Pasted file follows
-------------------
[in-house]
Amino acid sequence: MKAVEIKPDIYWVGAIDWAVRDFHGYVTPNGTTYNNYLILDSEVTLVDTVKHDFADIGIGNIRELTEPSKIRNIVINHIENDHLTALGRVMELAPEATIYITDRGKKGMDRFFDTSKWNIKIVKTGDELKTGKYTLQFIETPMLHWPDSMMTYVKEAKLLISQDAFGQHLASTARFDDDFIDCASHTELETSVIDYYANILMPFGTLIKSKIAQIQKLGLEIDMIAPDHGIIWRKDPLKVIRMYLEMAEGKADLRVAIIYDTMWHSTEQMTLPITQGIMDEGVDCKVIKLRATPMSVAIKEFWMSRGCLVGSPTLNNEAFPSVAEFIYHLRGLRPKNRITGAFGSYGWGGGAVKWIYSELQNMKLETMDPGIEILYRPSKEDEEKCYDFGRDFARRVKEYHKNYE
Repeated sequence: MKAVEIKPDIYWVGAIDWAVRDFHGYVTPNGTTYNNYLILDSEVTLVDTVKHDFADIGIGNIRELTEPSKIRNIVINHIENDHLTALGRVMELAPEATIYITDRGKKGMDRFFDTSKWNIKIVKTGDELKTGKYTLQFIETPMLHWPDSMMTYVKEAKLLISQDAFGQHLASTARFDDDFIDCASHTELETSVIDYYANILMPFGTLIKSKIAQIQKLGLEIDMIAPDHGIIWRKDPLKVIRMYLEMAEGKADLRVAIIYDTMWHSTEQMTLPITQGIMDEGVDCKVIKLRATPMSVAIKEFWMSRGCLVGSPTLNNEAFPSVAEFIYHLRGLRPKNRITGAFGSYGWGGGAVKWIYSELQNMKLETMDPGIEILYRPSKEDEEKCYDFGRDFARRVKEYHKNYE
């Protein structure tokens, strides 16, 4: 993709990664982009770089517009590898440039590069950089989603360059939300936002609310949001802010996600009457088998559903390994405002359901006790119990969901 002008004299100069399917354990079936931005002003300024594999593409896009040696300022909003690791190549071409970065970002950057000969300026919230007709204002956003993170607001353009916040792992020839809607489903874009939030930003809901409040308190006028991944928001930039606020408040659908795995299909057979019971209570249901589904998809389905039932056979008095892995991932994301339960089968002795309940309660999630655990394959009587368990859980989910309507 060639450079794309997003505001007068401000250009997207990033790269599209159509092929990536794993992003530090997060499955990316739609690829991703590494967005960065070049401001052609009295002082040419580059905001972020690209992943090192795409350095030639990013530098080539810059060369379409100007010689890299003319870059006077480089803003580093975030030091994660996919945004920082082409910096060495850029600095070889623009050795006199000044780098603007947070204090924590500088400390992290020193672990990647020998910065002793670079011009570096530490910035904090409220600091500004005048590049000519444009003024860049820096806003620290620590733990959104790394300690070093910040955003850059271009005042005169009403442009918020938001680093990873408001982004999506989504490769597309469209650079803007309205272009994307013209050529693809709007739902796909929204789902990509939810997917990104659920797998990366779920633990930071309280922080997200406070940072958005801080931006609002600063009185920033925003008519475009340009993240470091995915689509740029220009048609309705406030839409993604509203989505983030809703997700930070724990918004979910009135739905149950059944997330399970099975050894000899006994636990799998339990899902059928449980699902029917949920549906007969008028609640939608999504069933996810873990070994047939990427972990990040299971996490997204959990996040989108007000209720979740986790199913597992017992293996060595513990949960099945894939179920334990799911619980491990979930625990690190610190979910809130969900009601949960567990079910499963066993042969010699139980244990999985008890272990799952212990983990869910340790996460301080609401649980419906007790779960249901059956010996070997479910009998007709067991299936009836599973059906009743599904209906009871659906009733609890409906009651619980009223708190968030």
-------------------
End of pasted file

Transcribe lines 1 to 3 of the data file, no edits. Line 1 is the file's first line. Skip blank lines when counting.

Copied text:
[in-house]
Amino acid sequence: MKAVEIKPDIYWVGAIDWAVRDFHGYVTPNGTTYNNYLILDSEVTLVDTVKHDFADIGIGNIRELTEPSKIRNIVINHIENDHLTALGRVMELAPEATIYITDRGKKGMDRFFDTSKWNIKIVKTGDELKTGKYTLQFIETPMLHWPDSMMTYVKEAKLLISQDAFGQHLASTARFDDDFIDCASHTELETSVIDYYANILMPFGTLIKSKIAQIQKLGLEIDMIAPDHGIIWRKDPLKVIRMYLEMAEGKADLRVAIIYDTMWHSTEQMTLPITQGIMDEGVDCKVIKLRATPMSVAIKEFWMSRGCLVGSPTLNNEAFPSVAEFIYHLRGLRPKNRITGAFGSYGWGGGAVKWIYSELQNMKLETMDPGIEILYRPSKEDEEKCYDFGRDFARRVKEYHKNYE
Repeated sequence: MKAVEIKPDIYWVGAIDWAVRDFHGYVTPNGTTYNNYLILDSEVTLVDTVKHDFADIGIGNIRELTEPSKIRNIVINHIENDHLTALGRVMELAPEATIYITDRGKKGMDRFFDTSKWNIKIVKTGDELKTGKYTLQFIETPMLHWPDSMMTYVKEAKLLISQDAFGQHLASTARFDDDFIDCASHTELETSVIDYYANILMPFGTLIKSKIAQIQKLGLEIDMIAPDHGIIWRKDPLKVIRMYLEMAEGKADLRVAIIYDTMWHSTEQMTLPITQGIMDEGVDCKVIKLRATPMSVAIKEFWMSRGCLVGSPTLNNEAFPSVAEFIYHLRGLRPKNRITGAFGSYGWGGGAVKWIYSELQNMKLETMDPGIEILYRPSKEDEEKCYDFGRDFARRVKEYHKNYE